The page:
New from Bloomsbury, this academic textbook looks at the screen musicals which exist at the margins: that is, those which do not fit smoothly into the traditional genre box.
Across five sections and seventeen chapters, a variety of film types are discussed including the short form pop film, the rock documentary, the live musical, and the dance film.
Concentrating on material released to cinema and broadcast on television, Musicals at the Margins argues for a new definition of what the screen musical might be, taking both classic and contemporary examples to build a case.
It is clear that over time the genre has been fluid in its identity. The sung-through form seen in (The Umbrellas of Cherbourg) may have been described as marginal in the 1960s but films such as Les Miserables are fully embraced in the genre now.
The evolution of the accepted and marginal forms of the musical is not just attributed to taste, but also technological innovations (such as the birth of MTV and the story-based pop video, notably Thriller).
Whether the music is story- or soundtrack-based (for example Baby Driver), it is equally valid and open to close study, argues this accessible and interesting book.
In also discussing the ‘choir’ films such as Joyful Noise and Disney’s jazz infused animated classics like The Jungle Book it makes a case for even wider definitions. Indeed, one example given (Sister Act) has been reworked to a full stage musical in recent years.
Musicals at the Margins adds a new perspective to film and genre scholarship, casting the net widely to encompass contemporary series (Magic Mike, Pitch Perfect) as well as Black films of the early sound period.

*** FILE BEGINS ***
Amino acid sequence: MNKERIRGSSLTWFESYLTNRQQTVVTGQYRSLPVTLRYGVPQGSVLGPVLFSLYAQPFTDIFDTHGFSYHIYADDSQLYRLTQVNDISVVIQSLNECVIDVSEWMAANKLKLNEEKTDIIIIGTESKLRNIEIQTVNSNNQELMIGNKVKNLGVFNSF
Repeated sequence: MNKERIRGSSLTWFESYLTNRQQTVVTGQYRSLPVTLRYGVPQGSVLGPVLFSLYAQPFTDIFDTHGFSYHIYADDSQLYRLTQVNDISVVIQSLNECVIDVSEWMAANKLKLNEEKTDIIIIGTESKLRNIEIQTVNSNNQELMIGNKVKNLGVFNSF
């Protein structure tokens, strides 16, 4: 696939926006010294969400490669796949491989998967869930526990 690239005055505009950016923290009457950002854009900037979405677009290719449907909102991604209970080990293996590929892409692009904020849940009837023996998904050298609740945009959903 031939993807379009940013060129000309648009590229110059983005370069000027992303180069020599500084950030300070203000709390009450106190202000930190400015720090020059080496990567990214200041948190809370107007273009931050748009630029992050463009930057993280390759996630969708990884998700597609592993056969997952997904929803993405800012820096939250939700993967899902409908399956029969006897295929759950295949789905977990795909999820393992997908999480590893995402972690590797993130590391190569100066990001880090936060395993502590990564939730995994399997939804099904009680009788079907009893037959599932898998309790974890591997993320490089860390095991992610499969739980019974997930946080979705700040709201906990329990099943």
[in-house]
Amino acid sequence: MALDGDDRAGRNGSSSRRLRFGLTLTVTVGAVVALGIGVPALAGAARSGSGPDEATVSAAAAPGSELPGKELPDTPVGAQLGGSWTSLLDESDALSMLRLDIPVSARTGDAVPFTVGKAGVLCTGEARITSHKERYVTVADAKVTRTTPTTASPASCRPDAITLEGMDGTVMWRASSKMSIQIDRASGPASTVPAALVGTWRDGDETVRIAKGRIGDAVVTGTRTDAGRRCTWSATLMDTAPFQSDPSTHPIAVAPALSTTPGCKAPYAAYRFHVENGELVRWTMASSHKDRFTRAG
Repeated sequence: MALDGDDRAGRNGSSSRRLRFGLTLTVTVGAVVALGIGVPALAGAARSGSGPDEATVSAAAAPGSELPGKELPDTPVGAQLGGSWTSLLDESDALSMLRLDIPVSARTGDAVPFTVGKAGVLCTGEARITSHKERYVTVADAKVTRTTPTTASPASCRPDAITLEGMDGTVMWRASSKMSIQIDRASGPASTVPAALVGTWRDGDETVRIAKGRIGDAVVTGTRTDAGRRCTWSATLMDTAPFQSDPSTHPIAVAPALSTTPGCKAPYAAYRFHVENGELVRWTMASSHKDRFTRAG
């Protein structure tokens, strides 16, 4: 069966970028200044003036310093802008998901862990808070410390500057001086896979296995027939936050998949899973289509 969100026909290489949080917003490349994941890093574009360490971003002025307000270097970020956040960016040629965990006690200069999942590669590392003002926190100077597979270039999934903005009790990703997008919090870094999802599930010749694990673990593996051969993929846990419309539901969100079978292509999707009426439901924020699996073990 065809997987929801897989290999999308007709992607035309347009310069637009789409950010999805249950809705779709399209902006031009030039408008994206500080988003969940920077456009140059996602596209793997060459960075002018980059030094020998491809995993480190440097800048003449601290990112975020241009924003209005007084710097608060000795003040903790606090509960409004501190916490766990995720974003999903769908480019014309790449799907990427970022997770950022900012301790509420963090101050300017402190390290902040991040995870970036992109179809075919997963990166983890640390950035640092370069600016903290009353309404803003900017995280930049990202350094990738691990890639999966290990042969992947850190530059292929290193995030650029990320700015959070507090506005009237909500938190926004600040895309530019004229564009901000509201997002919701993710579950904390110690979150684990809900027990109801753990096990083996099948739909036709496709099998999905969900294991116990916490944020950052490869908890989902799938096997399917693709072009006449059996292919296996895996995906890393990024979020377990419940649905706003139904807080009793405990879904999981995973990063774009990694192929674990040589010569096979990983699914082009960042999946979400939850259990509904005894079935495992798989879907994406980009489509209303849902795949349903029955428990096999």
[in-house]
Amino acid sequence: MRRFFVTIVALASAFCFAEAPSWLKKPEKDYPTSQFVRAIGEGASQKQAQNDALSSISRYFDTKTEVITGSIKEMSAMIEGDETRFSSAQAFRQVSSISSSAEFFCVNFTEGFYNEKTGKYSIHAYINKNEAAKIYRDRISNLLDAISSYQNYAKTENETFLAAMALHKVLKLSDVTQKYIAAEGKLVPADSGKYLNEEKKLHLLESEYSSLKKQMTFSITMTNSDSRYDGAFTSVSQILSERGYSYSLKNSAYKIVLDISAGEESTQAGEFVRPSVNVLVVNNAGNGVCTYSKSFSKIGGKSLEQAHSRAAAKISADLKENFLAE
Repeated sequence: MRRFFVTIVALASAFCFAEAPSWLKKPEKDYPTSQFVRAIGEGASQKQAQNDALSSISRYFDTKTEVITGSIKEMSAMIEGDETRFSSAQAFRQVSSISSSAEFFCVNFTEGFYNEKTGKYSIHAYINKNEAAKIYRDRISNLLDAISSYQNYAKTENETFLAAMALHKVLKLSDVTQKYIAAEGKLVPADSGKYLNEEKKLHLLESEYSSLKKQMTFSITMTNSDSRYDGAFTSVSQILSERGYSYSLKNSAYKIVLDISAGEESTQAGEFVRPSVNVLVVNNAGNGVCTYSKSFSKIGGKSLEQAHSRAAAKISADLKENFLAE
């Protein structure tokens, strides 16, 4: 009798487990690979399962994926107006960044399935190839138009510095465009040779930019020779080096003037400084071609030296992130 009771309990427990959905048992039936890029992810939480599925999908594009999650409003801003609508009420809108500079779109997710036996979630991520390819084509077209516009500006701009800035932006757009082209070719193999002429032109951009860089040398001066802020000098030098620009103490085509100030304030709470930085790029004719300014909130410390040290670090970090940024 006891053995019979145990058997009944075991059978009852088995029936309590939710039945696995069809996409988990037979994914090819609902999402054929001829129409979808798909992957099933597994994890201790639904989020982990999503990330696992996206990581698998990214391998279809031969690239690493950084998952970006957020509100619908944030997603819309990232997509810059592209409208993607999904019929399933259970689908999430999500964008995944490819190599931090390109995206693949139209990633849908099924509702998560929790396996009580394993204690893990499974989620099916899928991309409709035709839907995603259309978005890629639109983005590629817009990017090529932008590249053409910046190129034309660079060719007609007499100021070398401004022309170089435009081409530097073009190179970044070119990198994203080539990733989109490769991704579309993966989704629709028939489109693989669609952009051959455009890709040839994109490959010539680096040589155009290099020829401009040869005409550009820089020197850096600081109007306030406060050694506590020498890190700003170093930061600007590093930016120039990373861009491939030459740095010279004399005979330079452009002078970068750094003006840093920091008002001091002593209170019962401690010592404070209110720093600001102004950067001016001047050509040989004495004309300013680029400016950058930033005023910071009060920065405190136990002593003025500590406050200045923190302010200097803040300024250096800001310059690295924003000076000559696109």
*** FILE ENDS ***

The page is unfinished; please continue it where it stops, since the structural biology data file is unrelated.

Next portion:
This is an important study that although largely viewed towards Hollywood, does consider generic hybrids, specialty acts and film-making outside the accepted American canon.
It even makes a case for films with musical perrformances that sit outside the usual genre (here, Sophia Loren in Houseboat but surely we can all think of mamy more examples; Loren’s former inclusion in Aida and other films is touched on).
This is a hard book to put down, but I did find myself scribbling down names of films with which I wasn’t familiar – the Marseille film operetta is one such blind spot. I also put together a list of familiar favourites to revisit.
Richly referenced and meticulously edited, Musicals at the Margins is an essential book in cinema scholarship and will surely lead to wider conversations and more specific studies in the future.
Musicals at the Margins: Genres, Boundaries, Canons, edited by Julie Lobalzo Wright and Martha Shearer, is published by Bloomsbury and available now in various formats.
You may be interested in my ongoing list of film musicals on Letterboxd.